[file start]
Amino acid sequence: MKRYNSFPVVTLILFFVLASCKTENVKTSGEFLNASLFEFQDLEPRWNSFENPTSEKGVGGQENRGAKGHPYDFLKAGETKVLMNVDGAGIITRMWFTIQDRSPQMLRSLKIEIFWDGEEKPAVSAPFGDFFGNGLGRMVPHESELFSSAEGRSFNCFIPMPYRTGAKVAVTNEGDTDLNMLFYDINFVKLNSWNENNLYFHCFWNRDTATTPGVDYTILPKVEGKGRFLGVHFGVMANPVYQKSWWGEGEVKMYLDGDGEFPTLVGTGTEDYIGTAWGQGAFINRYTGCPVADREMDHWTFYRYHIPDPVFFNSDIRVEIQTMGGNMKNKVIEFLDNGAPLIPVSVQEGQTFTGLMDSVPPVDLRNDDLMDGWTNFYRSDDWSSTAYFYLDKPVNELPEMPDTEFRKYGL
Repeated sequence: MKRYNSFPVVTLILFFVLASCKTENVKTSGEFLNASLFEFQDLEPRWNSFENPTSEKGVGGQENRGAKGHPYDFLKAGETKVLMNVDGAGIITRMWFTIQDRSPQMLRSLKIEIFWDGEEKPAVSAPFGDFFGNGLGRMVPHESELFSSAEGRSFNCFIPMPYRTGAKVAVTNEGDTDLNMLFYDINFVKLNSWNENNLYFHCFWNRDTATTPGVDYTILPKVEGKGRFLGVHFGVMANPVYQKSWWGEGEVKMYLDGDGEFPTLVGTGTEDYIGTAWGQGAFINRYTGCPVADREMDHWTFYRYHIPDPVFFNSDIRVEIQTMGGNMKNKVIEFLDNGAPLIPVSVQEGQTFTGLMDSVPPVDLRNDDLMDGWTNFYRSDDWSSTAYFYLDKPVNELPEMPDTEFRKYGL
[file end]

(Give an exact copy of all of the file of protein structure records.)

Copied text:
Amino acid sequence: MKRYNSFPVVTLILFFVLASCKTENVKTSGEFLNASLFEFQDLEPRWNSFENPTSEKGVGGQENRGAKGHPYDFLKAGETKVLMNVDGAGIITRMWFTIQDRSPQMLRSLKIEIFWDGEEKPAVSAPFGDFFGNGLGRMVPHESELFSSAEGRSFNCFIPMPYRTGAKVAVTNEGDTDLNMLFYDINFVKLNSWNENNLYFHCFWNRDTATTPGVDYTILPKVEGKGRFLGVHFGVMANPVYQKSWWGEGEVKMYLDGDGEFPTLVGTGTEDYIGTAWGQGAFINRYTGCPVADREMDHWTFYRYHIPDPVFFNSDIRVEIQTMGGNMKNKVIEFLDNGAPLIPVSVQEGQTFTGLMDSVPPVDLRNDDLMDGWTNFYRSDDWSSTAYFYLDKPVNELPEMPDTEFRKYGL
Repeated sequence: MKRYNSFPVVTLILFFVLASCKTENVKTSGEFLNASLFEFQDLEPRWNSFENPTSEKGVGGQENRGAKGHPYDFLKAGETKVLMNVDGAGIITRMWFTIQDRSPQMLRSLKIEIFWDGEEKPAVSAPFGDFFGNGLGRMVPHESELFSSAEGRSFNCFIPMPYRTGAKVAVTNEGDTDLNMLFYDINFVKLNSWNENNLYFHCFWNRDTATTPGVDYTILPKVEGKGRFLGVHFGVMANPVYQKSWWGEGEVKMYLDGDGEFPTLVGTGTEDYIGTAWGQGAFINRYTGCPVADREMDHWTFYRYHIPDPVFFNSDIRVEIQTMGGNMKNKVIEFLDNGAPLIPVSVQEGQTFTGLMDSVPPVDLRNDDLMDGWTNFYRSDDWSSTAYFYLDKPVNELPEMPDTEFRKYGL